Tuesday, December 4, 2018

Running – or sloshing – in the rain for a good cause

With Amy Willard before the run
According to a post on the the Hot Chocolate Run's Facebook page, it was apparently the first rainy Hot Chocolate Run in the event's 15th year history.

In the morning, a friend pointed out that I didn't have to go. I had already raised the money, after all.

I said, in effect, that if everyone thought that way, nobody would be there. (And think of all that hot chocolate going to waste.)

When I ran the Hartford Half Marathon in the fall of 2002 it was on another rainy day. I felt a little under the weather. I remember my mother telling me not to go. I went anyway. At the time, leukemia might have been brewing. But I felt pretty good, except for feeling silly when my friend Mike and I got there and got soaked while waiting, while the more knowledgeable runners had made makeshift ponchos out of garbage bags that they discarded when the race began.

I didn't feel so good this year. And it was only a 5-K.

Contrary to last year, when I trained for the Hot Chocolate Run so that I would feel OK on the hills, and then wrote about it for Women's Running, I didn't train this year. 

I wasn't even planning on going, but when I told Marianne Winters,  the executive director of Safe Passage, that I wasn't in shape, she said that it didn't matter because the Fun Run, was, well, fun. In the old days I would have signed up for the race with the "real runners," but that was then, and this is now. 

I know Marianne through tennis, and it was over snacks at a tennis match that we had talked about my participating. It was as a way of supporting her great work that I did my first Hot Chocolate Run with other tennis teammates three years ago.

And then there was one.

Amy, from that original group, was running this year. We agreed to meet before. It was fun to go together. She has a great smile that ... cliché alert...brightened the day.

Due to the cold and rain, it was difficult to figure out to wear. I put in contacts that I'm trying out. The idea was to keep from having rain pour onto my glasses. I put on a Gore-tex jacket to keep my top dry, and as for my legs, I figured they would get soaked anyway so I just wore the leggings that I wear to tennis. Then for headgear, the choice was between keeping my head warm with the red hat that you get for raising at least $150, or wearing a baseball hat and keeping the rain out of my eyes.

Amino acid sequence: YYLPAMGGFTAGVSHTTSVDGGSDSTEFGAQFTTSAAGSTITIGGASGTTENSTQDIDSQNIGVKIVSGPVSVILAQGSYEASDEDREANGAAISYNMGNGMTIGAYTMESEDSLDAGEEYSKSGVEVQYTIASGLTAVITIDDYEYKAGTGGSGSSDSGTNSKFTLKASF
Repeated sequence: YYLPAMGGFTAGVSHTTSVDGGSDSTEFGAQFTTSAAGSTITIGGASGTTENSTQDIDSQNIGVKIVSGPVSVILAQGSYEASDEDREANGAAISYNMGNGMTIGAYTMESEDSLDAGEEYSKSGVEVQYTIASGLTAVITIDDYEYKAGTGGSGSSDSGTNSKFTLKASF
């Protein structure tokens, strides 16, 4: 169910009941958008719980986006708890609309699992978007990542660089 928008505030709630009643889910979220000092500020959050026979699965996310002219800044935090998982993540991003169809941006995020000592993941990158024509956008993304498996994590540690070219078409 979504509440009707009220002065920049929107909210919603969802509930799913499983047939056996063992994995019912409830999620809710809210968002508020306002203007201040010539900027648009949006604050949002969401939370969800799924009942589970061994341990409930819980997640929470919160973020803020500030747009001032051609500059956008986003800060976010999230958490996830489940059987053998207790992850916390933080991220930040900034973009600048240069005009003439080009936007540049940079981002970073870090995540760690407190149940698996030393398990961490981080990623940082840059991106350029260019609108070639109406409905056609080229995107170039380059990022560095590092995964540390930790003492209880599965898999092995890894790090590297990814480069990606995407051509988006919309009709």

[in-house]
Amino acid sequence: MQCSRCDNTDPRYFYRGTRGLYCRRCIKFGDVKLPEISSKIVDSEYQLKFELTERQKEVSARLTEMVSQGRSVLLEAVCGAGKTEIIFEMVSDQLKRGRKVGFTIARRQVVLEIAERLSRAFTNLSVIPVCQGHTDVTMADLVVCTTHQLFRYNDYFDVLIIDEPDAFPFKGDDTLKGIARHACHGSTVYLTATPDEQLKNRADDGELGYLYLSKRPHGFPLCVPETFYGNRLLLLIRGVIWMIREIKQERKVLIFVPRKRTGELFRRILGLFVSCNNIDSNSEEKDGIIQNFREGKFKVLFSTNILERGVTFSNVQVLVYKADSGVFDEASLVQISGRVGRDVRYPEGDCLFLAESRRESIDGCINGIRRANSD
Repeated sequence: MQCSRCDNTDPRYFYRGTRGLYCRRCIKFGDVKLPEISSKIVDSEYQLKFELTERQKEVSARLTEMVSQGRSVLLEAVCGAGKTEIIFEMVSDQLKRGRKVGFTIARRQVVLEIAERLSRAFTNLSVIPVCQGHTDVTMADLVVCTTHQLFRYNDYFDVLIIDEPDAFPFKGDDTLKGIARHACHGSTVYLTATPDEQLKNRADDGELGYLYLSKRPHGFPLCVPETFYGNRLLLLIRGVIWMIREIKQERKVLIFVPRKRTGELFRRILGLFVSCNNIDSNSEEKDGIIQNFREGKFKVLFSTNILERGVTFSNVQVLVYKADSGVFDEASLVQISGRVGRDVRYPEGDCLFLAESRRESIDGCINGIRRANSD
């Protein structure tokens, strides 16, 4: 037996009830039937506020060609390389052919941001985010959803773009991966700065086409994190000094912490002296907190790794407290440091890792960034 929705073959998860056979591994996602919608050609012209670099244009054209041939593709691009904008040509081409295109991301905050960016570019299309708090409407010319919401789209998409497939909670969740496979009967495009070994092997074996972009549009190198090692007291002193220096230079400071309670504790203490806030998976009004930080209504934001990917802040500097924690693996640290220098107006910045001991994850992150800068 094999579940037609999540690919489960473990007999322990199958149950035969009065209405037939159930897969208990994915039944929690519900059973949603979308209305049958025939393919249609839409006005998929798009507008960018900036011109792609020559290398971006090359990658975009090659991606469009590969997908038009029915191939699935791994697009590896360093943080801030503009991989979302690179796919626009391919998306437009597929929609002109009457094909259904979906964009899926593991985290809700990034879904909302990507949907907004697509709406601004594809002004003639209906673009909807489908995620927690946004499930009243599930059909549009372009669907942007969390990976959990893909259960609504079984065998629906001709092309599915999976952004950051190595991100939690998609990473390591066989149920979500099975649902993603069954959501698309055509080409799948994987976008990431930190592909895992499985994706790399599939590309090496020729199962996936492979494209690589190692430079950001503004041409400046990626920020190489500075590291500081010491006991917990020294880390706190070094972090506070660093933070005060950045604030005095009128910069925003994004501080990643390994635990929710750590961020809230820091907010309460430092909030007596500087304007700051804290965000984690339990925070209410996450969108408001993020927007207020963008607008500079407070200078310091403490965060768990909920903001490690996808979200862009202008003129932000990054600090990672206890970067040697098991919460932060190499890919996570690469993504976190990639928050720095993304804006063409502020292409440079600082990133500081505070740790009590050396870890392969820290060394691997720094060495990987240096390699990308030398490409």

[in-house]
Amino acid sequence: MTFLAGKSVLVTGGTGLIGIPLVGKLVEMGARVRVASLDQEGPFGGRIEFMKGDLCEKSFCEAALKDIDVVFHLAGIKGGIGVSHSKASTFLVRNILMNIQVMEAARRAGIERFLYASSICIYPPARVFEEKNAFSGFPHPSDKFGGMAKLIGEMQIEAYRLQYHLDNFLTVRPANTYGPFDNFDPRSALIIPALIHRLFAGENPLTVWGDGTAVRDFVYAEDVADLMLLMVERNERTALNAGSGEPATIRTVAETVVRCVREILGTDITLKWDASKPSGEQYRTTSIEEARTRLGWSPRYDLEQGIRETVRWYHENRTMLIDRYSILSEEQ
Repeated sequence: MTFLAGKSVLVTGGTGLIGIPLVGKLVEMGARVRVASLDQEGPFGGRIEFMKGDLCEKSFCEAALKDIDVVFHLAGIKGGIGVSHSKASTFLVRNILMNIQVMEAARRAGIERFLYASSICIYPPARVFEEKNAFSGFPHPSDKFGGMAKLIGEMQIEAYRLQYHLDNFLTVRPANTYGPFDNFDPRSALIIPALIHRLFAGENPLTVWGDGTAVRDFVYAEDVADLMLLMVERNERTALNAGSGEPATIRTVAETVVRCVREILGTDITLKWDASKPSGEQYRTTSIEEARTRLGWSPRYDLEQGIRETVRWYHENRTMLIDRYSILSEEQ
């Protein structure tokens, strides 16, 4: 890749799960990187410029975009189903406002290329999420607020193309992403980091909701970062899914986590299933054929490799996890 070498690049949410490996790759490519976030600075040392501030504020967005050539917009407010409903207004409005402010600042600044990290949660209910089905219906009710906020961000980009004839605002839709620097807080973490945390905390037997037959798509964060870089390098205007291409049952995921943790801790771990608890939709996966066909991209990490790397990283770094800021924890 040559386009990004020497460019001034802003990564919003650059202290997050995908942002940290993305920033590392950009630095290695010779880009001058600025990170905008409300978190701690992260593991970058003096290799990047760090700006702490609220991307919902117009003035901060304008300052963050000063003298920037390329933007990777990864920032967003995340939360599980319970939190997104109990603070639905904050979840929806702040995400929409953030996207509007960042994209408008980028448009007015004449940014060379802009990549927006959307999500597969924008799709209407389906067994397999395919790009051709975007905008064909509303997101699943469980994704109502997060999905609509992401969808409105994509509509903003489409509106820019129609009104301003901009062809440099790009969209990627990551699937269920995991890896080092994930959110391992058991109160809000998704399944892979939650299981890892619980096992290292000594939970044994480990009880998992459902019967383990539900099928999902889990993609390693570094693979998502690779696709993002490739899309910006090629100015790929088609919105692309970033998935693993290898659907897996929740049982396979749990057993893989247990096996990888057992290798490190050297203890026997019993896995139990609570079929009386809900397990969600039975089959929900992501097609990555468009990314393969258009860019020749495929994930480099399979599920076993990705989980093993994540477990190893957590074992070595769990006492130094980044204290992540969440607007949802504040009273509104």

Choosing the warm hat may not have been the best idea. The rain was coming down so hard that I was afraid the contacts would wash out of my eyes. Then my vision would be even worse than it was in rain-soaked contacts.

At least as an upgrade from the garbage bags of yore, volunteers had handed out ponchos for us to wear while we waited. 

We also went into a warm tent where trainers from Cooley Dickinson Hospital were rolling out runners' legs with a stick that is a torture device for tight muscles. I got mine done because just on time for the run, my plantar fasciitis decided to act up. This irked me no end. I have a couple of the sticks at home. I guess I should have been torturing my calves for maintenance, but, alas, it's hard to get motivated when there are so many other things to think about. In any case, it helped a little.

As I was going up the hills, I remembered why I had decided to run on some hills before last year's run. I've been doing intermittent three-mile runs but they are mostly flat.

I leaned into the first hill. Then my back cramped, and after a while, I had trouble standing up straight. I thought maybe I should switch to a walk for a while. Other people were doing it. When I tried to switch gears, I wobbled a little. It was easier to run, albeit slowly, that to walk, because it gave me better forward momentum. A woman asked if I needed assistance. I thanked her and said I didn't. We trotted alongside each other for a bit. That took my mind off being uncomfortable...for a few minutes.

By the time the hills at Smith College came, near the end, I was feeling a little bit screwed. I was bent over. I tried to coax myself into standing up straight. I told myself, "Pretend you're walking the dog!" Down the home stretch, I was going slowly enough to have a conversation with two police officers near the Academy of Music. I said I couldn't stand up straight. They asked if I needed help. I said I just wanted sympathy. They laughed.

Obviously I made it. Hot chocolate with marshmallows never tasted so good. I was soaked and cold But so was everyone else. 

I got a new mug. 

If you contributed to my fundraising page, thank you!

I love how the website is set up so you can see where the money goes, for example, a $30 donation can help provide resources, support and hope for a survivor calling the 24-hour hotline; $60 can help support a survivor's first counseling session, and so on.

The event broke records and raised $628,527.

I don't seem to be any worse for the wear except for not being happy about my heel.

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